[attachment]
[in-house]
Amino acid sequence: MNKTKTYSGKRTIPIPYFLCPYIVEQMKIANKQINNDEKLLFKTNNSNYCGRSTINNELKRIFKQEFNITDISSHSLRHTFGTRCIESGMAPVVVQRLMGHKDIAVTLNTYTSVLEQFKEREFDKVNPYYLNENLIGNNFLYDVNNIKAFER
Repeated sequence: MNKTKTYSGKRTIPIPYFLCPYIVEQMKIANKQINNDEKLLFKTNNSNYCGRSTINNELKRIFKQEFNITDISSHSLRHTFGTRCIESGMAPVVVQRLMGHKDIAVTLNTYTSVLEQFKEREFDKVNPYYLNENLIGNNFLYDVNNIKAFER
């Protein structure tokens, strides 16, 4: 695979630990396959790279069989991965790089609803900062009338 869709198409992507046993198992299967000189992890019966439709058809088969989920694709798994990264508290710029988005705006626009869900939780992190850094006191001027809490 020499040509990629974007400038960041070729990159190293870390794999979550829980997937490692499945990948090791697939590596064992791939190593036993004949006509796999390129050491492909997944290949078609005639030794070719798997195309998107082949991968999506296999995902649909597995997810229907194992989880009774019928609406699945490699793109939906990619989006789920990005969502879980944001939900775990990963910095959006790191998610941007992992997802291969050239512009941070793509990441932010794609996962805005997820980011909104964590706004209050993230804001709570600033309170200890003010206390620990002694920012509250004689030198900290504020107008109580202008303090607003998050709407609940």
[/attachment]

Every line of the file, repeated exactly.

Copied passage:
[in-house]
Amino acid sequence: MNKTKTYSGKRTIPIPYFLCPYIVEQMKIANKQINNDEKLLFKTNNSNYCGRSTINNELKRIFKQEFNITDISSHSLRHTFGTRCIESGMAPVVVQRLMGHKDIAVTLNTYTSVLEQFKEREFDKVNPYYLNENLIGNNFLYDVNNIKAFER
Repeated sequence: MNKTKTYSGKRTIPIPYFLCPYIVEQMKIANKQINNDEKLLFKTNNSNYCGRSTINNELKRIFKQEFNITDISSHSLRHTFGTRCIESGMAPVVVQRLMGHKDIAVTLNTYTSVLEQFKEREFDKVNPYYLNENLIGNNFLYDVNNIKAFER
């Protein structure tokens, strides 16, 4: 695979630990396959790279069989991965790089609803900062009338 869709198409992507046993198992299967000189992890019966439709058809088969989920694709798994990264508290710029988005705006626009869900939780992190850094006191001027809490 020499040509990629974007400038960041070729990159190293870390794999979550829980997937490692499945990948090791697939590596064992791939190593036993004949006509796999390129050491492909997944290949078609005639030794070719798997195309998107082949991968999506296999995902649909597995997810229907194992989880009774019928609406699945490699793109939906990619989006789920990005969502879980944001939900775990990963910095959006790191998610941007992992997802291969050239512009941070793509990441932010794609996962805005997820980011909104964590706004209050993230804001709570600033309170200890003010206390620990002694920012509250004689030198900290504020107008109580202008303090607003998050709407609940």